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Life Health > Health Insurance > Medicare Planning

Medicare doc pay fix moves forward

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House and Senate leaders from both parties say they have come up with an agreement on a way to replace the much-postponed Medicare “sustainable growth rate” (SGR) physician payment adjustment system. 

The group that worked out the Medicare doc pay fix agreement includes House Ways and Means Chairman Dave Camp, R-Mich.; Rep. Sander Levin, D-Mich., the highest ranking Democrat on the Ways and Means Committee; Senate Finance Committee Chairman Max Baucus, D-Mont.; and Sen. Orrin Hatch, R-Utah, the highest ranking Republican on the Senate Finance Committee.

Rep. Michael Burgess, R-Texas, a medical doctor who serves on the House Energy & Commerce Committee, will introduce the measure in the form of H.R. 4015, the SGR Repeal and Medicare Provider Payment Modernization Act bill.

The House and the Senate had been considering two somewhat different doc pay fix bills, H.R. 2810 and S. 1871.

The SGR system — part of the Balanced Budget Act of 1997 — was supposed to hold down Medicare cost increases by limiting increases in Medicare physician reimbursement rates to the growth rate for the U.S. gross domestic product (GDP).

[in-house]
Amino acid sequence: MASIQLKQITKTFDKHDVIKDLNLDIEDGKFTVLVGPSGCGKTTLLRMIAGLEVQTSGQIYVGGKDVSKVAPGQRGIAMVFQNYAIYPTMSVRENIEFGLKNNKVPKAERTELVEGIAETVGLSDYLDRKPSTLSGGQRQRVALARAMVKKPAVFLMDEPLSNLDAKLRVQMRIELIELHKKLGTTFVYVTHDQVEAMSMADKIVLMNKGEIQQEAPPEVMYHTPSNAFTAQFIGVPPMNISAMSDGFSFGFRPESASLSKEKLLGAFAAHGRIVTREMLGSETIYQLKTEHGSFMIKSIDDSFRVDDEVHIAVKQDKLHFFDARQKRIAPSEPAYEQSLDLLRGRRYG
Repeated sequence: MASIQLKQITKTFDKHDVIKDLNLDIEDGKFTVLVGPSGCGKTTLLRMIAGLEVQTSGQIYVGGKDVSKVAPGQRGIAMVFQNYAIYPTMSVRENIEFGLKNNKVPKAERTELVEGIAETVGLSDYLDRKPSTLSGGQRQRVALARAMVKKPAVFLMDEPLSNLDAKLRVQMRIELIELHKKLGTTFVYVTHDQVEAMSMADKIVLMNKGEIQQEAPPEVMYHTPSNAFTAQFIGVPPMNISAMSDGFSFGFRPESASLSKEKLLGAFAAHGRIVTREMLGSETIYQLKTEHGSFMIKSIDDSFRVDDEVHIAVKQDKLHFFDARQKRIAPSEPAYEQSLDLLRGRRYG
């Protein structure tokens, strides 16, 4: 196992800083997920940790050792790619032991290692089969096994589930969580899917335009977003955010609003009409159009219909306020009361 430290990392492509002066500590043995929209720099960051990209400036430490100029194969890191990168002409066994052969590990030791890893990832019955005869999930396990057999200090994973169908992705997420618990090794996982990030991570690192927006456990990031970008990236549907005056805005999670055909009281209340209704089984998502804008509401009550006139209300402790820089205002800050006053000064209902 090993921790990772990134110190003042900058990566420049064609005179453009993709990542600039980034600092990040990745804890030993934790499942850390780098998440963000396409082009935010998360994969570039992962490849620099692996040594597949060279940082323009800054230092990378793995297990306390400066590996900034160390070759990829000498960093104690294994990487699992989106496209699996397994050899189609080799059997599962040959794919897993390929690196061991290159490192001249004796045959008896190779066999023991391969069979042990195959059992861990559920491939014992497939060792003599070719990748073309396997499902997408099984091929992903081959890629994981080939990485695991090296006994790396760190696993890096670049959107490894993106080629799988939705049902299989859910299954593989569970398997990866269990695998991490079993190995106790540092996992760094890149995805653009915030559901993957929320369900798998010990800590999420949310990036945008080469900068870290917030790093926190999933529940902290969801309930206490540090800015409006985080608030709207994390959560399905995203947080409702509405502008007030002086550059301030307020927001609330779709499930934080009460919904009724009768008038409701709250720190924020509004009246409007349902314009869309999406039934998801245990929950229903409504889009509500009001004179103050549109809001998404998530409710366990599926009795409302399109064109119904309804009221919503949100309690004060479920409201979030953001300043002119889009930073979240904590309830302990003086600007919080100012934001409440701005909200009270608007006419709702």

Health care costs kept growing faster than GDP, and Congress always postponed the effective date of the SGR system.

H.R. 4015 would repeal the SGR system and let Medicare doctors’ reimbursement rates increase 0.5 percent a year for five years. A committee would then have to come up with a long-term solution.

The bill also would replace many different Medicare physician performance incentive programs with one value-based incentive program, and the program would encourage Medicare physicians to participate in care coordination arrangements.

In related news, America’s Health Insurance Plans (AHIP) released a Medicare Advantage program funding analysis by actuaries at Oliver Wyman. 

The actuaries found that cutting federal Medicare Advantage support 6 percent in 2015 could lead to premium increases and benefits reductions with a total value of $35 to $75 per enrollee per month.

Officials found several years ago that the government was spending substantially more on enrollees in private Medicare Advantage plans than on enrollees in the traditional Medicare program.

Since then, the government has narrowed the gap by cutting Medicare Advantage funding sharply, and Obama administration officials and other policymakers have talked about imposing more cuts next year.

The cuts that took effect this year have produced premium increases and benefits reductions with a value of $30 to $70 per month for each of the 15 million 2014 Medicare Advantage plan enrollees, AHIP says.

CMS is set to release preliminary 2015 Medicare Advantage support rates Feb. 21.

AHIP President Karen Ignagni said in a statement that Medicare officials should maintain current Medicare Advantage funding levels.

“Seniors cannot afford another round of rate cuts to their Medicare Advantage coverage,” Ignagni said.

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